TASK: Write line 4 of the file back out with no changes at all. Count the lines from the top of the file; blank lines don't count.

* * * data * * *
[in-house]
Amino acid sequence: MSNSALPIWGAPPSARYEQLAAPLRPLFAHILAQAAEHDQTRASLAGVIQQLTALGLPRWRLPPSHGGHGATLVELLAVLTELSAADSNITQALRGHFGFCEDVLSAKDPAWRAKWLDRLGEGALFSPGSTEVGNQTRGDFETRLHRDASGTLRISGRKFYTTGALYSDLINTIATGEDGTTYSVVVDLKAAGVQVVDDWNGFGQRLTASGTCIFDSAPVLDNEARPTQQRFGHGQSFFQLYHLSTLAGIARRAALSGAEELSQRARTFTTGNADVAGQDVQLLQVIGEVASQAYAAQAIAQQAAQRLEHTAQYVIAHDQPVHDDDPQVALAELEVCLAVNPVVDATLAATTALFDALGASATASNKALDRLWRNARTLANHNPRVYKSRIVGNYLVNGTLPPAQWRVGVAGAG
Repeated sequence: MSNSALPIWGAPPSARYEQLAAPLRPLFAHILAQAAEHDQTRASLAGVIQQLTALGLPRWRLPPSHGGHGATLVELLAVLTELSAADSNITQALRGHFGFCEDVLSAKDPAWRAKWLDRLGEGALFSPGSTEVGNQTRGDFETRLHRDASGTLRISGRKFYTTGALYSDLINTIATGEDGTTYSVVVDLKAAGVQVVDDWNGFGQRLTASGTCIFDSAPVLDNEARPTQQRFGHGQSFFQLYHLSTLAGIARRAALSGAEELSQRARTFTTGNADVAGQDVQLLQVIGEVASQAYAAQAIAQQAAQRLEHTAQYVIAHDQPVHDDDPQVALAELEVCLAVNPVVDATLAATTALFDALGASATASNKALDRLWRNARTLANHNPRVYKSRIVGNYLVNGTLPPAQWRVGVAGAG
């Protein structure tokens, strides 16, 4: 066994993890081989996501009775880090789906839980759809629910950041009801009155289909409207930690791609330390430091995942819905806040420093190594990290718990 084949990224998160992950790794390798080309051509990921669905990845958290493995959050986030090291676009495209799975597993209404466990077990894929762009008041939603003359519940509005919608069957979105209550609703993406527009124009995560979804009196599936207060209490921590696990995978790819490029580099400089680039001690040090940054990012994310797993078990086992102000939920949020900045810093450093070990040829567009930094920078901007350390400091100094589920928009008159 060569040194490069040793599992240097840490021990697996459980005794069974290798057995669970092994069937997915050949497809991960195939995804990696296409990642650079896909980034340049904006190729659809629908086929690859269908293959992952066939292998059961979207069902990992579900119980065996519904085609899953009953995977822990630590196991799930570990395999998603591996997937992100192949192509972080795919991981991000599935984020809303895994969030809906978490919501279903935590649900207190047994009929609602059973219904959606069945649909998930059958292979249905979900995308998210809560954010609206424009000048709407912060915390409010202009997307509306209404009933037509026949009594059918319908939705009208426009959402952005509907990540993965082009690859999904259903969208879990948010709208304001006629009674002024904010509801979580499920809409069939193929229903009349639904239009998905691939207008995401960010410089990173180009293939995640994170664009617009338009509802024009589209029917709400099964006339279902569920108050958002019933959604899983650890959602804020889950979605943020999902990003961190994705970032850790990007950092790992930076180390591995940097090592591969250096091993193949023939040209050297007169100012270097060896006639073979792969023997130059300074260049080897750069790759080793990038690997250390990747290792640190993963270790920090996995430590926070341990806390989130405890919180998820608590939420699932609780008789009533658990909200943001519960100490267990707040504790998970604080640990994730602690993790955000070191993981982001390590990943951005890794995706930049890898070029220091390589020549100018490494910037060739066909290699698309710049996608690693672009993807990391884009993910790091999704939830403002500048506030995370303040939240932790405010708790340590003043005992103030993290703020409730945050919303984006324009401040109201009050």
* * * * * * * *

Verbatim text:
């Protein structure tokens, strides 16, 4: 066994993890081989996501009775880090789906839980759809629910950041009801009155289909409207930690791609330390430091995942819905806040420093190594990290718990 084949990224998160992950790794390798080309051509990921669905990845958290493995959050986030090291676009495209799975597993209404466990077990894929762009008041939603003359519940509005919608069957979105209550609703993406527009124009995560979804009196599936207060209490921590696990995978790819490029580099400089680039001690040090940054990012994310797993078990086992102000939920949020900045810093450093070990040829567009930094920078901007350390400091100094589920928009008159 060569040194490069040793599992240097840490021990697996459980005794069974290798057995669970092994069937997915050949497809991960195939995804990696296409990642650079896909980034340049904006190729659809629908086929690859269908293959992952066939292998059961979207069902990992579900119980065996519904085609899953009953995977822990630590196991799930570990395999998603591996997937992100192949192509972080795919991981991000599935984020809303895994969030809906978490919501279903935590649900207190047994009929609602059973219904959606069945649909998930059958292979249905979900995308998210809560954010609206424009000048709407912060915390409010202009997307509306209404009933037509026949009594059918319908939705009208426009959402952005509907990540993965082009690859999904259903969208879990948010709208304001006629009674002024904010509801979580499920809409069939193929229903009349639904239009998905691939207008995401960010410089990173180009293939995640994170664009617009338009509802024009589209029917709400099964006339279902569920108050958002019933959604899983650890959602804020889950979605943020999902990003961190994705970032850790990007950092790992930076180390591995940097090592591969250096091993193949023939040209050297007169100012270097060896006639073979792969023997130059300074260049080897750069790759080793990038690997250390990747290792640190993963270790920090996995430590926070341990806390989130405890919180998820608590939420699932609780008789009533658990909200943001519960100490267990707040504790998970604080640990994730602690993790955000070191993981982001390590990943951005890794995706930049890898070029220091390589020549100018490494910037060739066909290699698309710049996608690693672009993807990391884009993910790091999704939830403002500048506030995370303040939240932790405010708790340590003043005992103030993290703020409730945050919303984006324009401040109201009050």